‘Shallow Hal’ Fat Suit Not Just Skin-Deep
Audiences have come to expect the outrageous from the Farrelly brothers, the directing duo behind the gross-out gags of “There’s Something About Mary.” But their new comedy, “Shallow Hal,” offers perhaps the most shocking sight of all: famously svelte Oscar winner Gwyneth Paltrow emoting while encased in a fat suit.
In the 20th Century Fox film, which opens Friday, the looks-obsessed title character, played by “High Fidelity’s” Jack Black, receives the ability to see women’s exteriors reflect their inner beauty. Thus he sees Paltrow’s good-hearted Rosemary as the actress’ 120-pound self, while others see Rosemary in all her 350-pound girth.
The challenge of making Paltrow recognizable through the prosthetic makeup, wig and layers of foam and spandex fell to makeup-effects designer Tony Gardner. “No one had really taken a woman in a [fat] suit this far before,” Gardner says.
Beginning with a body cast of Paltrow, the makeup effects team took three months to perfect the heavy makeup and construct her form-fitting suit, which actually weighed only about 25 pounds. Working on someone as thin as Paltrow was a plus, because her body formed a very solid, non-flabby understructure. The makeup was more difficult because Gardner had to preserve her most distinctive facial features, her cheekbones and jawline.
“It’s a weird Catch-22,” Gardner says, “because you need for people to see her enough to know that it’s her, but you need to bury her in it successfully enough so that it moves realistically.”
Paltrow’s suit needed to be designed for mobility as well as form; ultimately, Gardner had multiple suits built at his Los Angeles shop to simulate how weight shifted when she was sitting, standing and running. The suits were built in pieces: an upper body that zips up the spine and a lower half, from the 48-inch waist to the kneecaps, that zips up the front like a pair of pants. In addition, there were separate pieces for each calf and gloves for her hands made of silicone. (The prostheses were built by Artist’s Asylum.)The first time Paltrow saw herself in the full suit and makeup, at a test in a New York hotel room before filming began, she was overwhelmed. “I had a thousand emotions. I was laughing and crying, and I was shocked and loved it,” she says. “It was very intense.”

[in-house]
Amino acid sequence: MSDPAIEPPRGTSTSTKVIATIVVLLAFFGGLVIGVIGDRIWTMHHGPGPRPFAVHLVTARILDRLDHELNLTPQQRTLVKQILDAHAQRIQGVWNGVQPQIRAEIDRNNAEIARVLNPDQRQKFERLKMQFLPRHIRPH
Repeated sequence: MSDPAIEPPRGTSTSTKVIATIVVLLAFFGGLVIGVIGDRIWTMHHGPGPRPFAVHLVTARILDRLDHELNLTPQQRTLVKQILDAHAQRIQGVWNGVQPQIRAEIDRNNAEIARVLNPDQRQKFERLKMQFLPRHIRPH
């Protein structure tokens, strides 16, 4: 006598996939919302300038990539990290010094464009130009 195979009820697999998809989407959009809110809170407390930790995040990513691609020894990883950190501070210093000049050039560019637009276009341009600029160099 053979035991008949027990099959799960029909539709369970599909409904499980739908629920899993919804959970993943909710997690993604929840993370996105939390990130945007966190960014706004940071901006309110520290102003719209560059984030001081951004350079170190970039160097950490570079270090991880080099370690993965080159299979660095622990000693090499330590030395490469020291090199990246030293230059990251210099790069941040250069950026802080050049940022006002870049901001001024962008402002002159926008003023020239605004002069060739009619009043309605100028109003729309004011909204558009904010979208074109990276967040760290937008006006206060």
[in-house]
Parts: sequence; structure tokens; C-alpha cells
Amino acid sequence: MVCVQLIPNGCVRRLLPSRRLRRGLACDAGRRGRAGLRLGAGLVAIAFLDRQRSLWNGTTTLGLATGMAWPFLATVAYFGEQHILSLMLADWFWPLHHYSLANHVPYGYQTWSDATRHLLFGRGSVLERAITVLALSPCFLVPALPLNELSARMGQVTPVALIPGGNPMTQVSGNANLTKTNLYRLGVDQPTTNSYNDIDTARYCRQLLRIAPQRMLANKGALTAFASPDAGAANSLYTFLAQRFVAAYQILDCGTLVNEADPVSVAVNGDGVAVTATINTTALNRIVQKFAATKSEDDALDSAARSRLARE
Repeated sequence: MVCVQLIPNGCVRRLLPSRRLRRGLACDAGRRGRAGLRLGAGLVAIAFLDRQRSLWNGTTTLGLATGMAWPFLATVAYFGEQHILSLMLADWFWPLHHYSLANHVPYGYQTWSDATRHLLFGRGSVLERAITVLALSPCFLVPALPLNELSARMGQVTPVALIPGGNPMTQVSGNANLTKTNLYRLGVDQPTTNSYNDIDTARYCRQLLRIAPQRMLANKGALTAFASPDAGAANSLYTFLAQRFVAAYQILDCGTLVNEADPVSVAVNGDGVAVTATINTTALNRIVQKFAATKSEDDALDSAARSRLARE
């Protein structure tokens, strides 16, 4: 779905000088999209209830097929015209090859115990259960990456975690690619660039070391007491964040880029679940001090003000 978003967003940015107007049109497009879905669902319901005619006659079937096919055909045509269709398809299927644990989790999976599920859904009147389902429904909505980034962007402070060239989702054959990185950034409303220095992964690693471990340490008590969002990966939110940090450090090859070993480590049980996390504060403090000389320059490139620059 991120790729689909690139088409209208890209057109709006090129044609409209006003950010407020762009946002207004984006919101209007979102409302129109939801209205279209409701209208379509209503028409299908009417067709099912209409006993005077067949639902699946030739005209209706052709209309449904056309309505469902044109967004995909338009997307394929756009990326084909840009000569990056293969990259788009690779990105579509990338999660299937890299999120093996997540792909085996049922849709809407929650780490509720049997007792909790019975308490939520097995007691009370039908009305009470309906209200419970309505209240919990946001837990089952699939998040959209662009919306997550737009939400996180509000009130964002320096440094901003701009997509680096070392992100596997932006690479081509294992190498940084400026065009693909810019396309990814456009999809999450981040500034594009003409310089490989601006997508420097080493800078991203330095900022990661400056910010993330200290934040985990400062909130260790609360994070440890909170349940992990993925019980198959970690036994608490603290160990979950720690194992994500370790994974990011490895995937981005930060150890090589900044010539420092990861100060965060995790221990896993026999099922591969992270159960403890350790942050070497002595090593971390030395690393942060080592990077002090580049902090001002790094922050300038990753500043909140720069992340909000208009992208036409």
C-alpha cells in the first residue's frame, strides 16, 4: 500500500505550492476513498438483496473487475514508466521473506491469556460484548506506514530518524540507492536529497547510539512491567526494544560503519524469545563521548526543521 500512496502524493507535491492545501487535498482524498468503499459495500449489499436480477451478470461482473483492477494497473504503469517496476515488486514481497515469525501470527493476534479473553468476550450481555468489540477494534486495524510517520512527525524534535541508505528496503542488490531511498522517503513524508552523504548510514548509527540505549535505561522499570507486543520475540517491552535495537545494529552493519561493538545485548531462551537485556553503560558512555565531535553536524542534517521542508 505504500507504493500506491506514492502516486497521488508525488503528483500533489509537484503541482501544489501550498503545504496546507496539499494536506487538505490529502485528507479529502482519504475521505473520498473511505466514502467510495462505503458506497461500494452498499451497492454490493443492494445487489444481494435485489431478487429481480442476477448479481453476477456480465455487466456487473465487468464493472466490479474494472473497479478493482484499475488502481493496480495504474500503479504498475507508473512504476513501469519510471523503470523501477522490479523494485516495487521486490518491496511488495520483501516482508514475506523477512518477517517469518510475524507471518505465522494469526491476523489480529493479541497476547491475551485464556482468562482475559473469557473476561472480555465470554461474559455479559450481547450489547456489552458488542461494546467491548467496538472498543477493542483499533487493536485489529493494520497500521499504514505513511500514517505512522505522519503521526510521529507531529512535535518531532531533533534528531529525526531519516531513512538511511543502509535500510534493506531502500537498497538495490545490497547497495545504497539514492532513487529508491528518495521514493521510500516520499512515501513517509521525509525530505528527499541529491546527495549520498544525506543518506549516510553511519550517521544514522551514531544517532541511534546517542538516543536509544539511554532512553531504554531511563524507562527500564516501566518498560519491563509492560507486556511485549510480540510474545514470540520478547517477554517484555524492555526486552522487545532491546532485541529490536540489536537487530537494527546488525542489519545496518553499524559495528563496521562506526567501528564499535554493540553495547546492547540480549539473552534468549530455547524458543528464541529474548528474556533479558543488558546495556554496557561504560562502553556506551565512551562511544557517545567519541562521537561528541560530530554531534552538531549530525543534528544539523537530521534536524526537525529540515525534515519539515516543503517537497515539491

She quickly found she had to adjust her posture and pace. Her arms didn’t hang at her sides anymore and, with the added mass between her thighs, Paltrow had to learn to walk differently. Says Gardner, “It was hilarious because the movement she was making versus the mass that she had didn’t go together at all.”
“I had no sense of where I ended,” Paltrow says. “Being in the suit, it’s like you have to create body language; fat dictates your body language. So once I found the center of gravity in the suit and didn’t knock things over, then I had the physicality of it.”
To see if she looked believable, Gardner asked Paltrow if she would go down the restaurant in the lobby and order a drink. No one recognized her.
“Besides the excess weight, we’d done her to look unattractive also,” he says. “We sent her down to the bar with one of the wardrobe assistants, whose name is Michelle, and Michelle was all decked out and had her hair slicked back. Michelle is a very attractive woman, so she and Gwyneth go down together, and Gwyneth’s 350 pounds, wearing a black-and-white Christmas-print Hawaiian shirt, black tights and slippers.”
For Paltrow it was an eye-opening experience. When the two walked up to the bar, the bartender half-smiled at her and then focused all his attention on Michelle.